What's in the news? On March 3, CNN's Fareed Zakaria GPS (Global Public Square) had a segment on 5G technology that included an interview with Cisco's CEO. Robbins reiterated his statement to the February 27 MWC Barcelona (formerly Mobile World Conference) that 5G can be a technology development that lives up its hype, with the potential to be 100 times faster than the current 4G technology.
Robbins explained that 5G may not be very noticeable to mobile phone users, though it will reduce the latency - the time it takes for connections. But the main breakthrough offered by 5G is its ability to instantly connect multiple devices, such as automobiles and traffic lights. This can reduce "idling" time at intersections. How many times have you wished that the traffic light could see that your lane has a long line at a red light while there are no vehicles enjoying the green light because its lane is empty.
One place to start is to look for companies that will benefit from this 5G technology. This includes the makers of the infrastructure, such as Cisco’s 5G Cloud-to-Client Network and its Enterprise Networks. A previous article covered some of AT&T's involvement in both the infrastructure build and its wireless capability. An upcoming article will focus on Verizon, which is taking a very different approach than rival AT&T. It’s similar to the Coca-Cola (KO) versus PepsiCo (PEP) comparison. KO focuses exclusively on beverages, while PEP offers food products in addition to beverages. AT&T has embraced telecom's interface with entertainment content production and distribution, while VZ is doubling down on its mobile wireless network, proclaiming that the "5G Revolution Begins at Verizon Wireless."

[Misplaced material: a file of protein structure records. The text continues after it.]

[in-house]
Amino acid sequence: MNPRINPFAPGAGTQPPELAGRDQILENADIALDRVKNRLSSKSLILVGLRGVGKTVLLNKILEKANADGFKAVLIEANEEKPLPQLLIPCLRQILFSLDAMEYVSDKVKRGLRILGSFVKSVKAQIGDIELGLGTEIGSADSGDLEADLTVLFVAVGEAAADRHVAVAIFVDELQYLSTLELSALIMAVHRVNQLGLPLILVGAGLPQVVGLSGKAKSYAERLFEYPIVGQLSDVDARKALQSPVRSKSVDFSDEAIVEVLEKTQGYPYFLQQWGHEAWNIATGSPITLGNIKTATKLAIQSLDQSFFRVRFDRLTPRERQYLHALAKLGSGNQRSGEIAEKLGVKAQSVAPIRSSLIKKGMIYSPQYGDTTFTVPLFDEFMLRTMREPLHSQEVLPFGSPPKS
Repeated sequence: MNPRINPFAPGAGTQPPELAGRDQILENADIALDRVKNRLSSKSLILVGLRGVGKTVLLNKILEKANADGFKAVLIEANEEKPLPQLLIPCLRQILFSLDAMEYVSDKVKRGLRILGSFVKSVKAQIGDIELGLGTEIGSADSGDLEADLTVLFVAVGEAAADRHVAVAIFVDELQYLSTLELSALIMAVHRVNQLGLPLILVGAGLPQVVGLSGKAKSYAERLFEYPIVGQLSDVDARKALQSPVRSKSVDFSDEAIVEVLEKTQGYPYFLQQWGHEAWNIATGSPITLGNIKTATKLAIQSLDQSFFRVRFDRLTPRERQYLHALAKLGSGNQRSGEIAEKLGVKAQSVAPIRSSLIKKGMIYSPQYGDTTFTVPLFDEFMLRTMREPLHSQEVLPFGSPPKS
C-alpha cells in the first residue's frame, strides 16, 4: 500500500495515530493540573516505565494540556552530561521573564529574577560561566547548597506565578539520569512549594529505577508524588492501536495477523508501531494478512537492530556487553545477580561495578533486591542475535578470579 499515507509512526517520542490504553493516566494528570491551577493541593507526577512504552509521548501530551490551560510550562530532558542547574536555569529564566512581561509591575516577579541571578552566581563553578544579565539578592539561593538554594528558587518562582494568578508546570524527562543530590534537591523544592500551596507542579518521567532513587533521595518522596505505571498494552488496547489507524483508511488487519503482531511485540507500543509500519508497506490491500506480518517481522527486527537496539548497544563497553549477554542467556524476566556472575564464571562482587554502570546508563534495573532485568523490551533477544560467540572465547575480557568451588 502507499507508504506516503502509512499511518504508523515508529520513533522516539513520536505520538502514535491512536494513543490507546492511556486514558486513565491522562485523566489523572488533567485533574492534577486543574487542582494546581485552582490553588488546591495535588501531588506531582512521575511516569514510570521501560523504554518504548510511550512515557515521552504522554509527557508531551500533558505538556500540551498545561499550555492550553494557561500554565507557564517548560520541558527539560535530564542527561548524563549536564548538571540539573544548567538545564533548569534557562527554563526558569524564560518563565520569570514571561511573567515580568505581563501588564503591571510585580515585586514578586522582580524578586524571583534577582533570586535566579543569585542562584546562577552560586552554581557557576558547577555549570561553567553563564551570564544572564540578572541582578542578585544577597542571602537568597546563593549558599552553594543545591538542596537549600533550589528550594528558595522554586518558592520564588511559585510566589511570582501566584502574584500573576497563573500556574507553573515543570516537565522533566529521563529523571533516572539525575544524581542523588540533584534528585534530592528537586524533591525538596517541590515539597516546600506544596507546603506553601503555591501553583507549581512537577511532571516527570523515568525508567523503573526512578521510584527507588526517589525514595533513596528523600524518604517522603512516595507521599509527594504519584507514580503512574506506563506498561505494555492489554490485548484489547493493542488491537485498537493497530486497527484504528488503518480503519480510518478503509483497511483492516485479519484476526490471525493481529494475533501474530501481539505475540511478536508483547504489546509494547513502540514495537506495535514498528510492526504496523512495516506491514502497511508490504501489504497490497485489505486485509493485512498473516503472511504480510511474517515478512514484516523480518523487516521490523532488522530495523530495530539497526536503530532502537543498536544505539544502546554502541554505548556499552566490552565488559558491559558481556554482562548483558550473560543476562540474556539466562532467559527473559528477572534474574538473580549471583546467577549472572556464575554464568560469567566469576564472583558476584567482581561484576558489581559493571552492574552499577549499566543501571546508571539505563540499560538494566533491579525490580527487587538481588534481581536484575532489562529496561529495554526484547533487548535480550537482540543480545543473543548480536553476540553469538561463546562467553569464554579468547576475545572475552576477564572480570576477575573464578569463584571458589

My retirement income portfolio includes two classic telecom companies: AT&T and BCE Inc. BCE operates under the trade name Bell Canada. It has ventured into television and professional sports. The portfolio includes QCOM, which is a major player in wireless devices, and CSCO, which has part of the communications infrastructure, including the coming 5G technology. TXN makes semi-conductors and integrated circuits, among many other products. It makes components for connected devices, automobiles and the "Internet of Things." CSCO, QCOM and TXN will have a presence in autonomous vehicles.
Next time, we'll compare some metrics for six telecom-related companies:
Disclosure: I am/we are long T, CSCO, QCOM, TXN, BCE, BIP. I wrote this article myself, and it expresses my own opinions. I am not receiving compensation for it (other than from Seeking Alpha). I have no business relationship with any company whose stock is mentioned in this article.
Additional disclosure: Business relationship disclosure: This article was written by Ted Leach (Dividend Sleuth) with edits from Kirk Spano and David Zanoni. Additional disclosure: This article is for informational purposes only (not a solicitation to buy or sell stocks). Ted is not a registered investment adviser. Investors should do their own research or consult a financial adviser to determine what investments are appropriate for their individual situation. This article expresses my opinions and I cannot guarantee that the information/results will be accurate. Investing in stocks involves risk and could result in losses.